Eurovision's Sam Ryder: ‘We all have the power to flip the UK's narrative’

The UK’s Eurovision Song Contest entrant talks pressure, staging his song 'Space Man', and why it’s high time we accept that Europe doesn't hate us.


Words: Matt Baker; Image: The EBU / Eurovision.tv

For too long the conversation around the UK at the Eurovision Song Contest has only ever focused on what’s going wrong and the negative aspects of participation. The UK hasn’t won the contest since Katrina and the Waves sang ‘Love Shine a Light’ in 1997 and that quarter of a century hasn’t been the smoothest of rides.

But just as the UK media was dusting off its annual “We’ll never win, Europe hates us” standard headline, Sam Ryder has suddenly emerged and flipped the story on its head. Now, the conversation about the UK at Eurovision is around being contenders. And Sam Ryder - whose song 'Space Man' is riding high in the bookies' odds - wants everyone onboard... 

The Eurovision circus has arrived in Turin, how are you finding all the pomp and ceremony?

It’s so amazing to see it first hand like a fan. You get to experience it in a way you’ve never before, but you’ve got to be careful because you can get swept up, like you said, in that circus. It’s an assault on the senses in the best possible way but you’ve got to be careful as a singer to make sure you get that rest and retain some of that focus. You can easily lose your way or sketch yourself out, you know?

It’s great to talk to the UK’s act but it’s even better when that act is a contender. Are you feeling the pressure and what are your coping mechanisms?

Firstly, by not putting pressure or value into where we are on the scoreboard or betting odds. These are just numbers, right? And while they are incredibly flattering and show a wave of support, which is so amazing and I’m so thankful for, at the same time I was happy before singing into my phone in a room with no one in it.

Singing is the reason and singing brings me joy. I’m trying to keep that focus. The Eurovision Song Contest offers an amazing opportunity to be a part of something and not the focus of trying to get somewhere or use it as currency to bet on myself. It’s just amazing to be part of the story with everyone else.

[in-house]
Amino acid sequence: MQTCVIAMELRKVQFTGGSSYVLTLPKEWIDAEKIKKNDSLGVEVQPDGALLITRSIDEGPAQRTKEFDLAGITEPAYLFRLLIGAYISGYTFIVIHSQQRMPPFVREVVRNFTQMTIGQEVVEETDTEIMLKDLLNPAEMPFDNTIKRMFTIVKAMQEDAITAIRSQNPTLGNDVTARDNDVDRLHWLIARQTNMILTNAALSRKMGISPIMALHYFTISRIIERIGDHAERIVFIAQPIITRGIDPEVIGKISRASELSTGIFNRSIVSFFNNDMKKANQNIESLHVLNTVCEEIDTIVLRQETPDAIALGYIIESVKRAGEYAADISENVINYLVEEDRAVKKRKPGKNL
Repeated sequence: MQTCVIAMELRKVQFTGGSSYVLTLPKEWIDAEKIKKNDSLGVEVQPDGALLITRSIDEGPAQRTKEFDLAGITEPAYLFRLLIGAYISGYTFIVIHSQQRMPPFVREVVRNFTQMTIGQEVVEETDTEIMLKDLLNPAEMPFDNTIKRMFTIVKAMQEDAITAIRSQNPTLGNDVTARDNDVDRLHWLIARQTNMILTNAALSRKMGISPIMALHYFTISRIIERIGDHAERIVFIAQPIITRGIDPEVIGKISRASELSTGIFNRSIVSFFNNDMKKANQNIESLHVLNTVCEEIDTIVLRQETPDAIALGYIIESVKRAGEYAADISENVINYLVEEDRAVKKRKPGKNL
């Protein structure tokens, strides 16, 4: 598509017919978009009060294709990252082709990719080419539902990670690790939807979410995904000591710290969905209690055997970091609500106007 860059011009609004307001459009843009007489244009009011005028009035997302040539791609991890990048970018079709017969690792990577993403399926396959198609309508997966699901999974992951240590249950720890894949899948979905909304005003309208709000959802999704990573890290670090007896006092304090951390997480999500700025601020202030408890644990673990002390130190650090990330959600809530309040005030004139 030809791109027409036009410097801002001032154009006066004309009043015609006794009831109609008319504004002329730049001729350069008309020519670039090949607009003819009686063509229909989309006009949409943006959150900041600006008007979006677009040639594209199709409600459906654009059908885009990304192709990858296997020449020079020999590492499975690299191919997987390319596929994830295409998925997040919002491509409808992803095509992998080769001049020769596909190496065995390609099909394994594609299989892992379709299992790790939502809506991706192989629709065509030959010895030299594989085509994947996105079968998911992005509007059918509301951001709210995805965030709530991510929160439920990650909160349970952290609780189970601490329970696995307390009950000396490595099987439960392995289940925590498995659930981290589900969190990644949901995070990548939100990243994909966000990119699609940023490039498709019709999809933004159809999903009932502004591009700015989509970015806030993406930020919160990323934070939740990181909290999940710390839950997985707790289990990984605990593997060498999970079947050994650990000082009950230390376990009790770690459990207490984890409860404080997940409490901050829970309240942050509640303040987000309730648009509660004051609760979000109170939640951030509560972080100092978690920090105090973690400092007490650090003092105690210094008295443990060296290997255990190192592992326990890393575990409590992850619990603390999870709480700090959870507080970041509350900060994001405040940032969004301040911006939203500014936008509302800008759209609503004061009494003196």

You’ve said that your song 'Space Man' was written in fifteen minutes. What was the creative process?

The process was amazing. The dream is going into a studio to write a song with people, and it feel effortless. A good song will feel like its got nothing to do with you at all. You don’t feel tired after, or like you’ve just done along day at work, the song just comes and you’re lucky to be there at the right time to catch it.

All you have to do to write a good song is to get out of the way of it. You’re there as a conduit for the song.

Image: EBU; Corinne Cumming

At Eurovision, how a song is staged is just as important as the song itself. How much input did you have in the design?

We all worked on it together from day one. I told the team I was a massive sci-fi nerd and I wanted something that was very Ridley Scott-esque. It was amazing how the whole team came together and was being super open and trusting of some guy who’s been singing in a shed.

It’s been so cool seeing everything come to life. You rarely get an opportunity like this to dig in fully into creating a staged set like this at Eurovision.

You’ve already had to handle some cynical UK media telling you that you do not stand a chance because Europe hates us. Explain why they’re wrong.

Even just saying it out loud then, it’s almost laughable. When you say it and you’re out of the UK, if you have the experience of visiting these countries and having conversations with people, you’ll find nothing but kindness, warmth, and a welcoming attitude.

Image: EBU; Sarah Louise Bennett

I refuse to subscribe to that narrative, that negative perpetuating narrative that we loop in our brains and inject into our small talk, just like we do when moaning about the weather. Believe me, I’m not trying to make a volatile statement by saying this. There are people back home that have subscribed to this negative narrative that are gorgeous, lovely, kind, empathetic people, but it’s hard to ignore negativity in our lives. All of us get swept up in it sometimes and subscribe to these non-stories and non-truths. 

But we all have the power to flip the Eurovision narrative and flip the story. I just think living your life in a way that you don’t accept those negativities is such a nicer way to live.

The Eurovision Song Contest's second semi-final airs Thursday 12 May at 8pm on BBC Three. The Grand Final airs on Saturday 14 May at 8pm on BBC One.